the load from the concrete self-weight. As the concrete does not have any strength at this stage, the shores are

    required to carry the full slab self-weight as indicated in Figure 1(a). If the post-tensioning tendons are tensioned

    before the undisturbed shores are removed (the usual practice), the shoring supporting the slab is unloaded by an

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    amount equal to the portion of the slab self weight that is balanced. If, for example, full load balancing is adopted,

    the slab will theoretically lift to a level state forcing the slab to support its own self-weight thus unloading the shores

    to produce the situation in Figure 1(b). If less than the full self-weight is balanced, the slab will lift partially forcing

    the slab to support that portion of the load that was balanced. The unbalanced portion of the load remains in the

    shores (Figure 1(c)). These assumptions have been validated in a research project investigating the effects of post-

    tensioning by Kajewski (1998) this project is outlined in the later stages of this paper.

    MODIFICATION TO THE SIMPLIFIED ANALYSIS METHOD

    An analysis method, commonly referred to as the simplified method, first proposed by Grundy and Kabaila

    (1963) is probably the most widely used analysis method for determining the slab load ratios and hence shoring

    procedures when multi-level formworking. The method provides a rapid, simple and relatively accurate procedure

    for determining slab and shore loads when using multi-level formwork to construct conventionally reinforced

    concrete slabs. In its present form, it is not suitable as an analysis method when considering multi-level post-

    tensioned slabs as it does not allow for the effect of slab lift during the stressing operation. The method is not

    reproduced nor explained in its entirety here readers unfamiliar with this common technique are directed to Grundy

    and Kabailas original publication or the numerous other papers which have followed.

    Slab Load Ratios for Post-Tensioned Slabs with Undisturbed Shores or Backpropping

    Undisturbed shoring assumes that the formwork and shores remain undisturbed in their original position for the

    entire period during which the slab is required to be supported. Backpropping involves the stripping of small areas of

    slab soffit and reinstalling the shores to support the slab. With both techniques, the slab essentially remains fully

    supported.

    The initial stress that a slab receives at an age of 24 hours involves stressing the post-tensioning tendons to some

    percentage of the full stress load. Initial stress is a common term used for the initial level of stress that is placed

    into the post-tensioning tendons at an early age (usually 24 hours) to limit shrinkage cracking that occurs due to the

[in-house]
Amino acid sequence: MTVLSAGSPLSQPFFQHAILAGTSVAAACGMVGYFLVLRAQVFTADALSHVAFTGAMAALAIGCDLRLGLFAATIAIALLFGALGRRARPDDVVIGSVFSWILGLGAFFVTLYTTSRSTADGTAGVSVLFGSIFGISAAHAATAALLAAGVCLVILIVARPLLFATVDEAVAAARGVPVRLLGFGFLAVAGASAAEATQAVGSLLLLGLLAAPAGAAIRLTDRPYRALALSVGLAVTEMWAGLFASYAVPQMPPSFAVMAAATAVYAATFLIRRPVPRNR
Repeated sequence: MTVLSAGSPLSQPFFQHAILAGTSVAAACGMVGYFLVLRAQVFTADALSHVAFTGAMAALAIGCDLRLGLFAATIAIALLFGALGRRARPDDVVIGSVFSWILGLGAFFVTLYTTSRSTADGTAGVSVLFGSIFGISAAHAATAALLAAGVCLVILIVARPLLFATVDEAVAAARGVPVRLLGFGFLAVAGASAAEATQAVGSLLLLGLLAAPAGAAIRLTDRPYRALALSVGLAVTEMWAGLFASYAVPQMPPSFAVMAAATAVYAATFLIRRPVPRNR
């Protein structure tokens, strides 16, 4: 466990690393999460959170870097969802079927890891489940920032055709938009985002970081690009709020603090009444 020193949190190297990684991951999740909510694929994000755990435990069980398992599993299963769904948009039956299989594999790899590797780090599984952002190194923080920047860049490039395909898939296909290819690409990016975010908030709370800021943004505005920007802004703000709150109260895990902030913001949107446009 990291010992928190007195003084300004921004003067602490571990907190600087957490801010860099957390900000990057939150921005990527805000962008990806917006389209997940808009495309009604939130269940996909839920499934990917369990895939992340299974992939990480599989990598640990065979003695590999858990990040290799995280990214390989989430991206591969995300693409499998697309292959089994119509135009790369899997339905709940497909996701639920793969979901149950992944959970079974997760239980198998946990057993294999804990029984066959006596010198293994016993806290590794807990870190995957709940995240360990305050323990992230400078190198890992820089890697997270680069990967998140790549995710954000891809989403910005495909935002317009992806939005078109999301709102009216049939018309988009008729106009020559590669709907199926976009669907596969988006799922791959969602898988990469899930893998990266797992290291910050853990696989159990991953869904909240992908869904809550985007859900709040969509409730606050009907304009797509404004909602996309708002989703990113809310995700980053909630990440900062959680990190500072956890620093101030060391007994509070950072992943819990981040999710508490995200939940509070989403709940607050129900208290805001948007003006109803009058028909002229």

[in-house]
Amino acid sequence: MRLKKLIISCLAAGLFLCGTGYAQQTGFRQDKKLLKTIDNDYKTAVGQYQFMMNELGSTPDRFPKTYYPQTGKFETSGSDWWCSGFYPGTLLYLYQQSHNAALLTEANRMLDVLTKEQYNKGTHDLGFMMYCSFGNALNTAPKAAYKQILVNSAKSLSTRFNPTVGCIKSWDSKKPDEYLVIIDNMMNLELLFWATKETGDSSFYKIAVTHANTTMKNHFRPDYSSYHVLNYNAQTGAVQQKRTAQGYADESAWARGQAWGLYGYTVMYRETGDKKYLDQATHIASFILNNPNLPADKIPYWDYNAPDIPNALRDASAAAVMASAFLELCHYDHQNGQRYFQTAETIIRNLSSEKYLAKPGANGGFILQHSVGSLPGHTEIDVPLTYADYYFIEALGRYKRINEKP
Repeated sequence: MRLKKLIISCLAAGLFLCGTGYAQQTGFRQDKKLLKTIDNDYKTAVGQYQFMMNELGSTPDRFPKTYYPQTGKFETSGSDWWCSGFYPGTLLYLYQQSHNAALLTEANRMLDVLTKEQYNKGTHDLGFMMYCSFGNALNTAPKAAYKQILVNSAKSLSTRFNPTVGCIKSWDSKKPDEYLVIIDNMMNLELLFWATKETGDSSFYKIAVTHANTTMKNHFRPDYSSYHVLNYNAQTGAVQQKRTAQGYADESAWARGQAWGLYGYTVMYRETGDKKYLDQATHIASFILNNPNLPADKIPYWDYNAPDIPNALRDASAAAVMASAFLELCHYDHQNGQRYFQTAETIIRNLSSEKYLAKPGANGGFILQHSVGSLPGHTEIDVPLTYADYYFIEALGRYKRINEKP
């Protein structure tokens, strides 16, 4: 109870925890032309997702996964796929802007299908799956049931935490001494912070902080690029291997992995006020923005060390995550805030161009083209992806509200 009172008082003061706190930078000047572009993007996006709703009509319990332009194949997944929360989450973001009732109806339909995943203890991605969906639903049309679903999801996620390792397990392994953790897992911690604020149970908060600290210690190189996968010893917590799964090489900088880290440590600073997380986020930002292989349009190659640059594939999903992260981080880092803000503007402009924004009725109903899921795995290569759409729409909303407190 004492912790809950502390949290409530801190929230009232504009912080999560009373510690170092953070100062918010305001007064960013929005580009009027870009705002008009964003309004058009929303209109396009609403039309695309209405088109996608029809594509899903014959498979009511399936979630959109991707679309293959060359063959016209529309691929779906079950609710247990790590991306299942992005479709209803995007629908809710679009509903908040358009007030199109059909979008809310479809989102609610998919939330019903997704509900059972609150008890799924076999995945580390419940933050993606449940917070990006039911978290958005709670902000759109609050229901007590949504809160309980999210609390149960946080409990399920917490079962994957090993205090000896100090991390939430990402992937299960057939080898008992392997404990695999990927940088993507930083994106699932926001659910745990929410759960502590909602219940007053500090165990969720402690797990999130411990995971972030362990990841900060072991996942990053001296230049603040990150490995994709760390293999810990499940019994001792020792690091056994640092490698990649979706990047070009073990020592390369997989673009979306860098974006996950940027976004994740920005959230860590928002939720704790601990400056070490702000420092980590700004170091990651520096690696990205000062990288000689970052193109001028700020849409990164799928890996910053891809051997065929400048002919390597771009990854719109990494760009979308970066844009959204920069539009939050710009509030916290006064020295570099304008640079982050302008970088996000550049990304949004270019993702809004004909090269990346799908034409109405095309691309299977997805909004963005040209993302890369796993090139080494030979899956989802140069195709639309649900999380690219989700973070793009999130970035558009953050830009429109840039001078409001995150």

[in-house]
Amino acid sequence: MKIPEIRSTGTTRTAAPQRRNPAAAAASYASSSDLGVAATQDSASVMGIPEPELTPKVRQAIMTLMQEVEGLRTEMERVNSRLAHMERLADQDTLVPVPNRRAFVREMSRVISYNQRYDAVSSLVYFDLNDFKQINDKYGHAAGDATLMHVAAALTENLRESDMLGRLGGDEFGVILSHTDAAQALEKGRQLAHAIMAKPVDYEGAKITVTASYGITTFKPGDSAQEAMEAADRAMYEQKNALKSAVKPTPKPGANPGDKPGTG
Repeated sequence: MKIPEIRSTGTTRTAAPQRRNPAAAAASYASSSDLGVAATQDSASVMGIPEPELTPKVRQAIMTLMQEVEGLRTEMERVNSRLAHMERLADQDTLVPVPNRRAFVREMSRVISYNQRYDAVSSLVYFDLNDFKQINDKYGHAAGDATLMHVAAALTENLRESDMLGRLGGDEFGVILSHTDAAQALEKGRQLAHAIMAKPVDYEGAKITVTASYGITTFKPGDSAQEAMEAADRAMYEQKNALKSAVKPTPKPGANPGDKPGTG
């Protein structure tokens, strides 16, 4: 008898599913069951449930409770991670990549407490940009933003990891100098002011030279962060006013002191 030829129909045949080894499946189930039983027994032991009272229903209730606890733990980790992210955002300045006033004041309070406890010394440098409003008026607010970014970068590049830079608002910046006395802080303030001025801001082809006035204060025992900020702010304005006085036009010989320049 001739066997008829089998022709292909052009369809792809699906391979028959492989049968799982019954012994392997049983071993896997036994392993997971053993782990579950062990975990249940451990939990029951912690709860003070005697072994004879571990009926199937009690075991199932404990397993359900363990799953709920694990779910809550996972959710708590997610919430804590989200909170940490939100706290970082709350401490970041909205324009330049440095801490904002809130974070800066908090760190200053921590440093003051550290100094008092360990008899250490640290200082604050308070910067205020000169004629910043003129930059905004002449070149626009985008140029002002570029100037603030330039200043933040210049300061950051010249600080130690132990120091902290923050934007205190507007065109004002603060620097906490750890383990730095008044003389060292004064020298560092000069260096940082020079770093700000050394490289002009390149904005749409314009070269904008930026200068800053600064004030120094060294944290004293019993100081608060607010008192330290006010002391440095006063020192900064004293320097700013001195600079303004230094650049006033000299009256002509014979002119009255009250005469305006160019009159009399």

greatly reduced levels of conventional reinforcement. This initial stress effectively unloads the shores supporting the

    slab by an amount equivalent to the portion of the slab load balanced by the initial stress. Assuming the post-

    tensioning has been designed to balance full slab self-weight, if the initial stress was 25% of the full stress, the shores

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    are unloaded by an amount equivalent to 25% of the slab self-weight. Similarly, the slab would then support 25% of

    its self weight as indicated in Figure 2. Full stress is a common term used for the full level of stress that is placed

    into the post-tensioning tendons at an appropriate age to provide the full design strength and serviceability criteria.

    The unloading of the shores causes a redistribution of load upwards, increasing the load on the upper level slabs and

    decreasing it on the lower level slabs. The application of full stress has a similar effect but the shores supporting the

    slab being stressed are completely unloaded (assuming full load balancing).

    Figure 3 indicates the slab load ratios for a multi-level post-tensioned slab structure with undisturbed shores. The

    structure is assumed to consist of 3 levels of undisturbed supports with a 7 day slab construction cycle (the 7 day

    construction cycle means that construction of the formwork starts on construction day 1 with the first slab being

    poured on construction day 7 as indicated in Figure 7). The formwork is stripped at a slab age of 19 days with the

    initial 25% stress occurring at a slab age of 1 day (with the slab poured on day 7, the initial stress occurs on

    construction day 8 as indicated in Figure 3) and final 100% stress at a slab age of 4 days (construction day 11). Full

    post-tensioning is designed to balance the full self-weig